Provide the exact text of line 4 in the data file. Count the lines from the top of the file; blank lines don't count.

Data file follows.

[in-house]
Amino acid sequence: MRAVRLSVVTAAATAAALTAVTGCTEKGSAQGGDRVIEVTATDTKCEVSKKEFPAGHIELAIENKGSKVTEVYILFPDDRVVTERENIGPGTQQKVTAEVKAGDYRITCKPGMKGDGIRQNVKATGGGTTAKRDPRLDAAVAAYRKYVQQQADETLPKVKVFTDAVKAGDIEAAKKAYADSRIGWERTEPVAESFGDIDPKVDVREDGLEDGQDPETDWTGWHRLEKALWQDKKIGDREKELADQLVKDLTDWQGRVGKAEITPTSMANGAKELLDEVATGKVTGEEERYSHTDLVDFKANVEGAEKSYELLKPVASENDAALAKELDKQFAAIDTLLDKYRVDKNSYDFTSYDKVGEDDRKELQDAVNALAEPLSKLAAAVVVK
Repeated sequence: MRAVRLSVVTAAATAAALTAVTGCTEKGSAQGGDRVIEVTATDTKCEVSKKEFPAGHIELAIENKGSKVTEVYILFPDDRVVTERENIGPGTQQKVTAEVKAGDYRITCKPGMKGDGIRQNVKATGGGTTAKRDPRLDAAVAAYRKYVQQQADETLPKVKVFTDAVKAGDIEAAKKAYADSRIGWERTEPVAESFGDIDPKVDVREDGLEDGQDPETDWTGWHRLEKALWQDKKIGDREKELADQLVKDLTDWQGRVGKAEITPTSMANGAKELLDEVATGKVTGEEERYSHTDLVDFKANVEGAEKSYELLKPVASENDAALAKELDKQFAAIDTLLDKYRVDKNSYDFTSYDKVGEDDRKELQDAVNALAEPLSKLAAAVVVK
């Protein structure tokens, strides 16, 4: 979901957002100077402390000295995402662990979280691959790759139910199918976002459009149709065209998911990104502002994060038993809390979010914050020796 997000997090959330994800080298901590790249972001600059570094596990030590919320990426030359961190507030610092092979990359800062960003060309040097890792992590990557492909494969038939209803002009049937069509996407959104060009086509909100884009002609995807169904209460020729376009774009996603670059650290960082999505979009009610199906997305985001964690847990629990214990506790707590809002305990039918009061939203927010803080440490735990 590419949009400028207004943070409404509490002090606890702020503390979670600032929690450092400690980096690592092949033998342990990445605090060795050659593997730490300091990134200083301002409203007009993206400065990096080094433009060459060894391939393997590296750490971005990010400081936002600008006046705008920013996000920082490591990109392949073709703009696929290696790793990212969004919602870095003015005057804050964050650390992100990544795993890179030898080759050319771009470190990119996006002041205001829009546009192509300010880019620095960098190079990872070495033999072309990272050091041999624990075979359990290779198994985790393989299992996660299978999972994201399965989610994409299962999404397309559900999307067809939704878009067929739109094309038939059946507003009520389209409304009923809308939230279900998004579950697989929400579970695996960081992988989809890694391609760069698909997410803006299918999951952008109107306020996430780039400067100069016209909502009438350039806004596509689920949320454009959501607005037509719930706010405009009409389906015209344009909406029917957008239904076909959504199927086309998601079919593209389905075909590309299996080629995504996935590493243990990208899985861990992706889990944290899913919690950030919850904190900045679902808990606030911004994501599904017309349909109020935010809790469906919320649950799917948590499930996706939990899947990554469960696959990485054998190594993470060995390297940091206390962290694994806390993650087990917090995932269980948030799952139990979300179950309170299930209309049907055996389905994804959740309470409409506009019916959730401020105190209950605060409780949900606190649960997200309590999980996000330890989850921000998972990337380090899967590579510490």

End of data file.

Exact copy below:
């Protein structure tokens, strides 16, 4: 979901957002100077402390000295995402662990979280691959790759139910199918976002459009149709065209998911990104502002994060038993809390979010914050020796 997000997090959330994800080298901590790249972001600059570094596990030590919320990426030359961190507030610092092979990359800062960003060309040097890792992590990557492909494969038939209803002009049937069509996407959104060009086509909100884009002609995807169904209460020729376009774009996603670059650290960082999505979009009610199906997305985001964690847990629990214990506790707590809002305990039918009061939203927010803080440490735990 590419949009400028207004943070409404509490002090606890702020503390979670600032929690450092400690980096690592092949033998342990990445605090060795050659593997730490300091990134200083301002409203007009993206400065990096080094433009060459060894391939393997590296750490971005990010400081936002600008006046705008920013996000920082490591990109392949073709703009696929290696790793990212969004919602870095003015005057804050964050650390992100990544795993890179030898080759050319771009470190990119996006002041205001829009546009192509300010880019620095960098190079990872070495033999072309990272050091041999624990075979359990290779198994985790393989299992996660299978999972994201399965989610994409299962999404397309559900999307067809939704878009067929739109094309038939059946507003009520389209409304009923809308939230279900998004579950697989929400579970695996960081992988989809890694391609760069698909997410803006299918999951952008109107306020996430780039400067100069016209909502009438350039806004596509689920949320454009959501607005037509719930706010405009009409389906015209344009909406029917957008239904076909959504199927086309998601079919593209389905075909590309299996080629995504996935590493243990990208899985861990992706889990944290899913919690950030919850904190900045679902808990606030911004994501599904017309349909109020935010809790469906919320649950799917948590499930996706939990899947990554469960696959990485054998190594993470060995390297940091206390962290694994806390993650087990917090995932269980948030799952139990979300179950309170299930209309049907055996389905994804959740309470409409506009019916959730401020105190209950605060409780949900606190649960997200309590999980996000330890989850921000998972990337380090899967590579510490």